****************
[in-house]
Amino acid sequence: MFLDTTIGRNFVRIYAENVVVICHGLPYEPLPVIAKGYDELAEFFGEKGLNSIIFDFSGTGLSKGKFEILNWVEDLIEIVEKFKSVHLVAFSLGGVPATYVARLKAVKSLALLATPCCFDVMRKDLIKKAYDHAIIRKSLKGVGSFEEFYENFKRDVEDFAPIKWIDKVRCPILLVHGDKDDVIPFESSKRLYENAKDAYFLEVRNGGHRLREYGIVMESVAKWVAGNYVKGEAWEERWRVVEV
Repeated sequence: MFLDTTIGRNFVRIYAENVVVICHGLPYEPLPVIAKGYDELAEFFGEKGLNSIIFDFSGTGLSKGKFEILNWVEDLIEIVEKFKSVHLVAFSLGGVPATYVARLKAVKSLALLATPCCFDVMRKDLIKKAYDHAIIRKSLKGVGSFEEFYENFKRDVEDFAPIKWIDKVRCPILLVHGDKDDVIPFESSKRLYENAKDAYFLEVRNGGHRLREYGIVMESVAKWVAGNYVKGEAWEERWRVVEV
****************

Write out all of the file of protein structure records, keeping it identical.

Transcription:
[in-house]
Amino acid sequence: MFLDTTIGRNFVRIYAENVVVICHGLPYEPLPVIAKGYDELAEFFGEKGLNSIIFDFSGTGLSKGKFEILNWVEDLIEIVEKFKSVHLVAFSLGGVPATYVARLKAVKSLALLATPCCFDVMRKDLIKKAYDHAIIRKSLKGVGSFEEFYENFKRDVEDFAPIKWIDKVRCPILLVHGDKDDVIPFESSKRLYENAKDAYFLEVRNGGHRLREYGIVMESVAKWVAGNYVKGEAWEERWRVVEV
Repeated sequence: MFLDTTIGRNFVRIYAENVVVICHGLPYEPLPVIAKGYDELAEFFGEKGLNSIIFDFSGTGLSKGKFEILNWVEDLIEIVEKFKSVHLVAFSLGGVPATYVARLKAVKSLALLATPCCFDVMRKDLIKKAYDHAIIRKSLKGVGSFEEFYENFKRDVEDFAPIKWIDKVRCPILLVHGDKDDVIPFESSKRLYENAKDAYFLEVRNGGHRLREYGIVMESVAKWVAGNYVKGEAWEERWRVVEV